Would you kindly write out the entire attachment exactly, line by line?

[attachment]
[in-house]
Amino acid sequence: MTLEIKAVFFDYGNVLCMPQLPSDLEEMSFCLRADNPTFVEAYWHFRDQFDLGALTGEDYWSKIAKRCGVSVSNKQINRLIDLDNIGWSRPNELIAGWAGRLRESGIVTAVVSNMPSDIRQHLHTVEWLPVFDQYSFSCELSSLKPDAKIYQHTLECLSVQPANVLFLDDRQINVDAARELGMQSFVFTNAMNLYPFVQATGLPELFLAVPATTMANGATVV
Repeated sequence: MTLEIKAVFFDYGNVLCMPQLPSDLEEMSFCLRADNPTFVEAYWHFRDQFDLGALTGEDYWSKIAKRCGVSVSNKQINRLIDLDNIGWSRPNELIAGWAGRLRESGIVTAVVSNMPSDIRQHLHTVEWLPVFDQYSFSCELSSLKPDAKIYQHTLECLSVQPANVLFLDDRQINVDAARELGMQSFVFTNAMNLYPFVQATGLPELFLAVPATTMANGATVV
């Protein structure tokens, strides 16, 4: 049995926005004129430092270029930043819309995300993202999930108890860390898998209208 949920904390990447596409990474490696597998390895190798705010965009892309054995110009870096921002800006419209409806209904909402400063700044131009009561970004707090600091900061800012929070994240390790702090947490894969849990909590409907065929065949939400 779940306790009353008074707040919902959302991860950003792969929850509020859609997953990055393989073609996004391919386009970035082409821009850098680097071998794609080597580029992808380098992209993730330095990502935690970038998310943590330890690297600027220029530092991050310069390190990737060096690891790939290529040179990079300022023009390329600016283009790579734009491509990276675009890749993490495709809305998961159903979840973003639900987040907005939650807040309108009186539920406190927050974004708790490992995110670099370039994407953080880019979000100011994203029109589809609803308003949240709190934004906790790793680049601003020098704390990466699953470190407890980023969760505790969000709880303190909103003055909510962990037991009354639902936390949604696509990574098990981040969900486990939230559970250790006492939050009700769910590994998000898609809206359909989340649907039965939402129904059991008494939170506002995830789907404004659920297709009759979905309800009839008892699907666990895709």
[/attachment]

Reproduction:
[in-house]
Amino acid sequence: MTLEIKAVFFDYGNVLCMPQLPSDLEEMSFCLRADNPTFVEAYWHFRDQFDLGALTGEDYWSKIAKRCGVSVSNKQINRLIDLDNIGWSRPNELIAGWAGRLRESGIVTAVVSNMPSDIRQHLHTVEWLPVFDQYSFSCELSSLKPDAKIYQHTLECLSVQPANVLFLDDRQINVDAARELGMQSFVFTNAMNLYPFVQATGLPELFLAVPATTMANGATVV
Repeated sequence: MTLEIKAVFFDYGNVLCMPQLPSDLEEMSFCLRADNPTFVEAYWHFRDQFDLGALTGEDYWSKIAKRCGVSVSNKQINRLIDLDNIGWSRPNELIAGWAGRLRESGIVTAVVSNMPSDIRQHLHTVEWLPVFDQYSFSCELSSLKPDAKIYQHTLECLSVQPANVLFLDDRQINVDAARELGMQSFVFTNAMNLYPFVQATGLPELFLAVPATTMANGATVV
């Protein structure tokens, strides 16, 4: 049995926005004129430092270029930043819309995300993202999930108890860390898998209208 949920904390990447596409990474490696597998390895190798705010965009892309054995110009870096921002800006419209409806209904909402400063700044131009009561970004707090600091900061800012929070994240390790702090947490894969849990909590409907065929065949939400 779940306790009353008074707040919902959302991860950003792969929850509020859609997953990055393989073609996004391919386009970035082409821009850098680097071998794609080597580029992808380098992209993730330095990502935690970038998310943590330890690297600027220029530092991050310069390190990737060096690891790939290529040179990079300022023009390329600016283009790579734009491509990276675009890749993490495709809305998961159903979840973003639900987040907005939650807040309108009186539920406190927050974004708790490992995110670099370039994407953080880019979000100011994203029109589809609803308003949240709190934004906790790793680049601003020098704390990466699953470190407890980023969760505790969000709880303190909103003055909510962990037991009354639902936390949604696509990574098990981040969900486990939230559970250790006492939050009700769910590994998000898609809206359909989340649907039965939402129904059991008494939170506002995830789907404004659920297709009759979905309800009839008892699907666990895709």